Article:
Elon Musk is a genius. I’m a huge fan of what he’s trying to accomplish at Tesla, and I’ve written often about how he uses emotional intelligence to communicate effectively.
But there’s one practice of Musk’s that I’m not a fan of: sending late night emails.
Musk’s practice of sending out emails when most people in his time zone are asleep is well documented. One of the most recent examples: a 1:20 am email in which Musk announced a major round of job cuts.
But wait, you say. The rules have changed. We live in a world that rewards extreme hustle.
“There are way easier places to work, but nobody ever changed the world on 40 hours a week.”
Others will say that writing an email at 1:00 in the morning doesn’t mean you expect your people to read the message at that time, much less to respond to it. But as a team leader, you must remember that your behavior sets the example. If you regularly send late night emails or work extreme hours, you’re communicating expectations, whether you want to or not.
This brings along some major problems. Here are a few of them:
It’s not productive.
Research shows that when people work too many hours, they’re prone to make errors.
For example, University of Texas at Austin professor Dawna Ballard found that social workers who were forced to work overtime not only made more mistakes when filling out reports, they were more prone to deceit–like faking visits to the homes of at-risk children.
(This research could explain why Musk himself has become prone to such high-profile mistakes in recent times.)
No matter how much you want to work, “there are just physiological barriers,” Ballard told Quartz. “There’s only so many hours in a day, and there are only so many hours a person can work and still function.”
It’s not sustainable.
Of course, there may be times when working long hours is necessary to meet a deadline or due to some other circumstance. If you do this well–by creating the right atmosphere and providing special rewards–such times can even bond your team closer together.
But expecting your people to work months (or even years) at breakneck pace is a recipe for removing all joy from the workplace. The result: higher turnover, less experience, and increased difficulty getting teams to gel together.
Additionally, as my Inc. colleague Geoffrey James pointed out, working long hours over a sustained period of time increases risk of heart disease, stroke, and early death.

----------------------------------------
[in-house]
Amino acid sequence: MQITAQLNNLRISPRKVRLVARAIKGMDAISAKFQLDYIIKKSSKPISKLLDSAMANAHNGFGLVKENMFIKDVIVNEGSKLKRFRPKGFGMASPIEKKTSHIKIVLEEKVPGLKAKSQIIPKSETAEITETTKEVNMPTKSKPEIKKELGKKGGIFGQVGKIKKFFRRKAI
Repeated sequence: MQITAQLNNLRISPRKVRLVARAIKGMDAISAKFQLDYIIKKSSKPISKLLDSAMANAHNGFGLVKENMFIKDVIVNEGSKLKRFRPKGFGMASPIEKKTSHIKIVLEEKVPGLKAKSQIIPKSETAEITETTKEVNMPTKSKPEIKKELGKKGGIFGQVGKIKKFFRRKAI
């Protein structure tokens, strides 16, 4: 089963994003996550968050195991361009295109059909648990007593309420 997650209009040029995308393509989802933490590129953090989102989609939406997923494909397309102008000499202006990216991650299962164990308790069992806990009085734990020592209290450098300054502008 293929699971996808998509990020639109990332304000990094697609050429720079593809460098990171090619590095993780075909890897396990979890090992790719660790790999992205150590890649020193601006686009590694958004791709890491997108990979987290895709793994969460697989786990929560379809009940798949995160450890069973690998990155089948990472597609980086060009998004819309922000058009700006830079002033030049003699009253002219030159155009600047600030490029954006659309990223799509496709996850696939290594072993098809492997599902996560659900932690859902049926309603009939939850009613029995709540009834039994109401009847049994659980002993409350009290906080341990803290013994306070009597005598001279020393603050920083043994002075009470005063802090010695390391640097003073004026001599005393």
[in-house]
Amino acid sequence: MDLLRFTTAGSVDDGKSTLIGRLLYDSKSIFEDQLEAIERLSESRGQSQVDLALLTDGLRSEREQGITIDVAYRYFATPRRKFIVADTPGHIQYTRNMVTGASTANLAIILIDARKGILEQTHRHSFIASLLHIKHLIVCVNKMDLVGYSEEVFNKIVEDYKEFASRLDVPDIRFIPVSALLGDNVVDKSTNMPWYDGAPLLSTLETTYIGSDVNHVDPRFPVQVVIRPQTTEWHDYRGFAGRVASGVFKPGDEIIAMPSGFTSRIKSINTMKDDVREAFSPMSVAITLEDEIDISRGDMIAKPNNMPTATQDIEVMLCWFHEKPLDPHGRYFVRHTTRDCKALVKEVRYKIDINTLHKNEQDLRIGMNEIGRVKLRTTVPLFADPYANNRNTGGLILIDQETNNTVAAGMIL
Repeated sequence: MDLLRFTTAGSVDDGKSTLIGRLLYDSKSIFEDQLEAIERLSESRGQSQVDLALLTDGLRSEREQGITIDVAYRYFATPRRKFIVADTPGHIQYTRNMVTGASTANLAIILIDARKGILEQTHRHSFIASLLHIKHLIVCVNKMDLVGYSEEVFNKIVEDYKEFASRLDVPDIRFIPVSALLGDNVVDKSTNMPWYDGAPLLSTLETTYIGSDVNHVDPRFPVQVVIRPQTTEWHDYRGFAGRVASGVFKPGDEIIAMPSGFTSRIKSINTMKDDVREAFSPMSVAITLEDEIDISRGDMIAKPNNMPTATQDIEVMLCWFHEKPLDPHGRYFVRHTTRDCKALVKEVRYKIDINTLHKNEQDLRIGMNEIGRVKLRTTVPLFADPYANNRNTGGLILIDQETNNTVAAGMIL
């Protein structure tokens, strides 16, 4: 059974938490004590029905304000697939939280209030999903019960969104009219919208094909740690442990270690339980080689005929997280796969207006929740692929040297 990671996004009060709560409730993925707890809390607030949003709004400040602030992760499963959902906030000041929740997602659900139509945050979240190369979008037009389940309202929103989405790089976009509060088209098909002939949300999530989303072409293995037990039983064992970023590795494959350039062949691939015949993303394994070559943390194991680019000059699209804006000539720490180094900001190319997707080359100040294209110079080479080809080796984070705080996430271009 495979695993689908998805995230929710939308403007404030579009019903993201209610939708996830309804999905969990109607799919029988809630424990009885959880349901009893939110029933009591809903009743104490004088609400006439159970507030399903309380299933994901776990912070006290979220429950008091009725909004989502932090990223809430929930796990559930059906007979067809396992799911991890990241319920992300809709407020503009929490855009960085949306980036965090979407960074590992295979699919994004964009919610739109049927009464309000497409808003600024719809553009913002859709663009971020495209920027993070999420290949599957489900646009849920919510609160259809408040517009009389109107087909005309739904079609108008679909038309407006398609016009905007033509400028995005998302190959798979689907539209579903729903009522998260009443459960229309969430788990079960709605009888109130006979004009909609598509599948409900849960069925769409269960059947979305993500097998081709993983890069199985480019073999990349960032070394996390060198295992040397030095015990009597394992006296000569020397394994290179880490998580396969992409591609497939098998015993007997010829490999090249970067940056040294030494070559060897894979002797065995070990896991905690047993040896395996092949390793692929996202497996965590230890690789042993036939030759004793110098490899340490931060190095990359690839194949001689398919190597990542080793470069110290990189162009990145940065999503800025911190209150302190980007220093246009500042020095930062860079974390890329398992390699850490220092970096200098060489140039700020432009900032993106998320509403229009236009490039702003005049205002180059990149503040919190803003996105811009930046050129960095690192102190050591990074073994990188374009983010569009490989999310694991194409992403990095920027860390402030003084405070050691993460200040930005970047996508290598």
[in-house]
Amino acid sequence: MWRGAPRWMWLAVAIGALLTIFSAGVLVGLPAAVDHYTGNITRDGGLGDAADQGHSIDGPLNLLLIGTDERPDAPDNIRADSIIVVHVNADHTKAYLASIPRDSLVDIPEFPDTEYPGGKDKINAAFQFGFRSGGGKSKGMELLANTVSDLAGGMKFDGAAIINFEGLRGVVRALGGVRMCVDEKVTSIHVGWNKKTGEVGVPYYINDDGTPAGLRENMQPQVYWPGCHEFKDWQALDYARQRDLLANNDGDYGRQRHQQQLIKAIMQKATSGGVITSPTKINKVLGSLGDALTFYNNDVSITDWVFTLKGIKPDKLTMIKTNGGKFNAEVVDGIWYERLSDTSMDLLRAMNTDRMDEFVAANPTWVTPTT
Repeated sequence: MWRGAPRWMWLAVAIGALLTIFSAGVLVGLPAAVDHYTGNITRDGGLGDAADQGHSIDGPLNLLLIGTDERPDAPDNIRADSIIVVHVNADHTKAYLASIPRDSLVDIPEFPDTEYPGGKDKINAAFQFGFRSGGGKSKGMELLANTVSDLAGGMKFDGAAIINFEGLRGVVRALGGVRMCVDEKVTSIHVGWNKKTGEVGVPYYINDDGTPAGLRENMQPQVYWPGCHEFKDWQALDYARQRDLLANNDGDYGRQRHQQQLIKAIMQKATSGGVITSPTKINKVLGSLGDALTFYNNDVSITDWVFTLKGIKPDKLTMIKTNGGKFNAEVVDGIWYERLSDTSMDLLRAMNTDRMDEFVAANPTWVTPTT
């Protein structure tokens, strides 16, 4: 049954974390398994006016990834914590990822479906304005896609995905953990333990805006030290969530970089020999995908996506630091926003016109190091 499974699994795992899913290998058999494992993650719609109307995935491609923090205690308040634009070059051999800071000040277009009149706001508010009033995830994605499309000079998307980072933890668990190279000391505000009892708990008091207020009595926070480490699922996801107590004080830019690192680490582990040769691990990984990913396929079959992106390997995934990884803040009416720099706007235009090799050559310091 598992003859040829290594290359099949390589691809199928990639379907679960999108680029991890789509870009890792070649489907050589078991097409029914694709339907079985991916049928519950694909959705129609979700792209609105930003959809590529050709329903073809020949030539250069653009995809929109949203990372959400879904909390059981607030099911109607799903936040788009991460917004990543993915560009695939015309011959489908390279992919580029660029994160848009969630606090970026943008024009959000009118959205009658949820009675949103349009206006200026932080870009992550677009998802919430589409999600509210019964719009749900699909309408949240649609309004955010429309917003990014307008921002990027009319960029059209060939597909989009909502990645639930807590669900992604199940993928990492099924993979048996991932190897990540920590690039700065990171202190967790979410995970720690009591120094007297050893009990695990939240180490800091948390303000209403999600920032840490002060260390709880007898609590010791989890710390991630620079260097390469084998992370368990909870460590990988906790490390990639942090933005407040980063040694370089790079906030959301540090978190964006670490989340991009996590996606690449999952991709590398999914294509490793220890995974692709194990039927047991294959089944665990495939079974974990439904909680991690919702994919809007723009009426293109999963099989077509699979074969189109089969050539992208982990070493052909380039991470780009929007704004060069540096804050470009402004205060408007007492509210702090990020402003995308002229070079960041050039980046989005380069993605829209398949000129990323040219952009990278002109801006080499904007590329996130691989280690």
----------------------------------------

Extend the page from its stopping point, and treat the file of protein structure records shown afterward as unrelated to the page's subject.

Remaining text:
So, in addition to killing your culture–you may be killing your employees, too.
It discourages diversity.
“Working at a company like this is a choice,” some say. “If you don’t like it, work somewhere else.”
What type of workers does such a culture attract?
Type A personalities, for sure–and plenty of youth, too. In fact, according to compensation tracking company PayScale, Tesla reported an extremely young median employee age of 30 years old. In contrast, the median age of a Tesla Model S and Model X owner is just under 54 years old, according to automotive researcher Hedges and Company.
Can you see any potential problems with a very young set of employees designing and creating a product for a much older buyer?
Diversity is about more than gender and race…it’s about bringing in varying viewpoints and perspectives, all influenced by life experience. That diversity is needed to encourage innovative thinking and continued learning–and to avoid the groupthink and echo chambers that can slowly destroy a company.
Whether you’re leading a team or an entire company, remember that your behavior sets the bar. Regularly sending late night emails or working extreme hours is a recipe for disaster.
In contrast, if you encourage balance and self-care, you’ll increase productivity in the long run–and attract a more diverse workforce.
If you treat your employees as people with lives outside of work, you’ll inspire company loyalty.
And if you set an example of hard work in a sustainable manner, you’ll set a pace your people can maintain indefinitely–a major key to long-term success.
Enjoy this post? Check out my book, EQ Applied, which uses fascinating research and compelling stories to illustrate what emotional intelligence looks like in everyday life.
A version of this article originally appeared on Inc.com.